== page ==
When Samson took the fresh jawbone of an ass and slew a thousand men therewith, he probably started such a vogue for the weapon, particularly among the Philistines, that for years no prudent donkey dared to bray. Yet, despite it's initial popularity it was discarded and new appears only as a barrage instrument in acrimonious debate.
Turning from sacred to profane history, we find it replete with similar instances of military instruments, each in it's day heralded as the "dernier cri," the key to victory. Yet, each in it's turn retiring to it's proper place of useful, though not spectacular, importance.
Of yore, the chariot, the elephant, armor of various sorts, Greek fire, the longbow, and gunpowder, to mention only a few, were each acclaimed. Within our memory the dynamite gun and the submarine were similarly lauded. Today, the tank, gas, and the airplane are aspirants for a place on the list.
In investigating the question, let us begin by picturing, if we may, the cataclysmic effect produced on primordial society by the first savage who chanced to use a splintered rib as a means of giving point to his demands for a larger share of meat and women. How they gibbered around the half gnawed bison as with signs and gutturals they described the fight. How their hairy bellies palpitated as into the twilight of their minds the idea flickered that they, too, might be so struck. "Romance is dead," they growled, "The day of tooth and fingernail is done."
Eons perchance rolled by before some timorous soul (?), fleeing in vain the questing menace of a prodding point, seized, in his agony of terror, a jagged stone and, squealing as he hurled it, saw the pikeman fall. Trembling, he knew that artillery was born. Continuing, it is easy to imagine the appearance of a wattled shield to fend off the stone and after the inevitable lag phase, ages long when men thought dimly, such shields, in turn, made useless by the sling and throwing stick. Another lag and then the bullhide shield restored the balance and robbed the sling and javelin of their lead. Consider how the scythe chariots were rendered innocuous by the simple means of opening the ranks to let them rattle through. Later, at Zama, similar tactics permitted Scipio to render futile the tankish charge of Hannibal's elephants; no longer a novelty and so dreaded as when Phyrrus used them. Again, consider how, off Sicily the Roman Ravens (boarding bridges) confounded and destroyed the far superior Carthaginian fleet; not by their inherent value, but by their devastating effect of their novelty. They, too, quickly passed.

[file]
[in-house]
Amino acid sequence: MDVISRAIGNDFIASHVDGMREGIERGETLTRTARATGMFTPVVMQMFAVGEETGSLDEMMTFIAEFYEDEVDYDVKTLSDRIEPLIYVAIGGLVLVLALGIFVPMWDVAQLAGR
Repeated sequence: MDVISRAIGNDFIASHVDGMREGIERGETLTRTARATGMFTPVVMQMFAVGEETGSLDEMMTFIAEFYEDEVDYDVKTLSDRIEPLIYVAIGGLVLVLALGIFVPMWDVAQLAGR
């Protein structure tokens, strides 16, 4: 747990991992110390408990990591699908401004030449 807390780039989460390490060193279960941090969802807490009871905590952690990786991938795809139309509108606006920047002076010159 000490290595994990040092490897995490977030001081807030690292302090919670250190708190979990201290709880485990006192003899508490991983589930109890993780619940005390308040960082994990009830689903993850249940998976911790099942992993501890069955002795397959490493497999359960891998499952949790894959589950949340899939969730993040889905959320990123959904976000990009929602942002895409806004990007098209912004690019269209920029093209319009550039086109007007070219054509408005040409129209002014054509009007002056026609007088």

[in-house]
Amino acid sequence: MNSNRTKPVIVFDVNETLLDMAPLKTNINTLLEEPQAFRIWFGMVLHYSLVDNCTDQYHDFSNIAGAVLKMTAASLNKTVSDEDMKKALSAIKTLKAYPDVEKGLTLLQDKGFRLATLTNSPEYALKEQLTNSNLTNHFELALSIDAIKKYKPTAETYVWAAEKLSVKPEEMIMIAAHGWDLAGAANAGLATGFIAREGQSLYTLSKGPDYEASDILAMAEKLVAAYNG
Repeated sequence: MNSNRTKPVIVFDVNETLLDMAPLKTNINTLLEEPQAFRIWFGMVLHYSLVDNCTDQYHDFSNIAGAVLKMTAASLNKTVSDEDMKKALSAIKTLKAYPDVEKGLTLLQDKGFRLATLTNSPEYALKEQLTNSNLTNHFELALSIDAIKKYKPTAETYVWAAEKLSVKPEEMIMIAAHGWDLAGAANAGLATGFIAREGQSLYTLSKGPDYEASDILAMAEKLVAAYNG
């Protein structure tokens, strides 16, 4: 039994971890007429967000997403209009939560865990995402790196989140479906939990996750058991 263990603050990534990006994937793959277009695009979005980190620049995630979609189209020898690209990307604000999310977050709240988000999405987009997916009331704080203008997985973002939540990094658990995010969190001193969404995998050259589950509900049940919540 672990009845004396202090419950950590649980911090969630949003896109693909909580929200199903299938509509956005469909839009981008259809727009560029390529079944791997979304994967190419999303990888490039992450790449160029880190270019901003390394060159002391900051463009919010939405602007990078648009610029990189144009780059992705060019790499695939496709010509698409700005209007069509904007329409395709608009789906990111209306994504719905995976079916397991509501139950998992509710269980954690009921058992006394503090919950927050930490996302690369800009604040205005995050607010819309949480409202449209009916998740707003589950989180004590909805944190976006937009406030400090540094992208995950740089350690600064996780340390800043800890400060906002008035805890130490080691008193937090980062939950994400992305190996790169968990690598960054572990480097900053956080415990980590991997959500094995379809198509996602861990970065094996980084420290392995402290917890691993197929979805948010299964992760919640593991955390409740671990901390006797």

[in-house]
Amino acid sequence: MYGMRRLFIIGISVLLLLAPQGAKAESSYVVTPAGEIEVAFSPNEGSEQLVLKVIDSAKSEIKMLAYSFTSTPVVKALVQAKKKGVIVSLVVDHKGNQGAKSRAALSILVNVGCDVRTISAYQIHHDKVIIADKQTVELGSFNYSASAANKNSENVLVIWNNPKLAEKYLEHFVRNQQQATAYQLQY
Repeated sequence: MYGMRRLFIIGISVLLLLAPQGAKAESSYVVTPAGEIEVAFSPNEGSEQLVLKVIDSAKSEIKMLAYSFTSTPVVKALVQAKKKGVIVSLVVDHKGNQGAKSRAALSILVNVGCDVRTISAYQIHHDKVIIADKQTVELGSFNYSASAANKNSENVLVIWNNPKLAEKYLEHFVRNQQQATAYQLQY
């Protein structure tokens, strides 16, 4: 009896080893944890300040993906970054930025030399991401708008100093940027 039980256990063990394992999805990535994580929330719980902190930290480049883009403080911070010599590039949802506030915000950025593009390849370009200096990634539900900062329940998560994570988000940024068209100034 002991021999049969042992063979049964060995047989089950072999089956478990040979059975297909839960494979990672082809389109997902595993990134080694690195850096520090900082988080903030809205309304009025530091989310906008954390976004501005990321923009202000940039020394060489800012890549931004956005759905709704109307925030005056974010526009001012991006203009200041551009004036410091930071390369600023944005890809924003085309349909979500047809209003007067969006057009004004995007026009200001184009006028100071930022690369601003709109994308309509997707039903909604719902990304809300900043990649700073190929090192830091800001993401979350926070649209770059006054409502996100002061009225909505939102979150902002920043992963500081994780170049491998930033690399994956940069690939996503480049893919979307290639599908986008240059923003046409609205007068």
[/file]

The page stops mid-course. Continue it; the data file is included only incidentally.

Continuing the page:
The long struggle between armor and weapons abounds in like examples of alternating successes. When Cortez defeated an army by a charge of fourteen horses, it was not the valor of his "caballeros," but the fear induced by the novelty of their mounts, which routed the Indians. In this case, however, the results attained are not traceable wholly to surprise. The rush of horsemen, and similarly of tanks, reawakens a submerged race memory of ancient flights before the devastating rush of long extinct carnivora. We might continue almost without limit eliciting further examples, but repetition is wearisome and enough has been said to justify us in formulating an axiom. It is; the initial appearance of each new weapon or military device has ever marked the zenith of it's tactical effect, though usually the nadir of it's technical efficiency.
Surprise is the most ancient and most potent of military methods. Novelty is a form of surprise, and it is surprise (the fear of the unknown), not power, which appalls us.
The wrestling adage that there is a block for every hold applies equally to war. Each new device is invariably followed by it's self induced counter. The utilization of these new methods and their counters, these holds and blocks, is highly useful in that they add to our combat repertoire. But their employment is fraught with danger, if, beguiled by their transitory preeminence, we place our reliance wholly upon them.
It is only in the writings of the romantic novelists that we find the hero successful through the knowledge of some secret lunge. In the duel or in the fencing room, success goes to the man of many good attacks and sound parries; to the man who uses all of the means at hand for the accomplishment of the end sought, victory.
Here it is well to pause a moment to examine certain characteristics which have definitely marked the march of military evolution. From the very beginning, our gifted species has expended vast amounts of time and ingenuity in a strenuous, though futile, effort to devise safe methods of war; means of killing without being killed. Ardant du Picq sums it very aptly when he says, "Man engages in battle for the purpose of gaining victory, not for the purpose of fighting."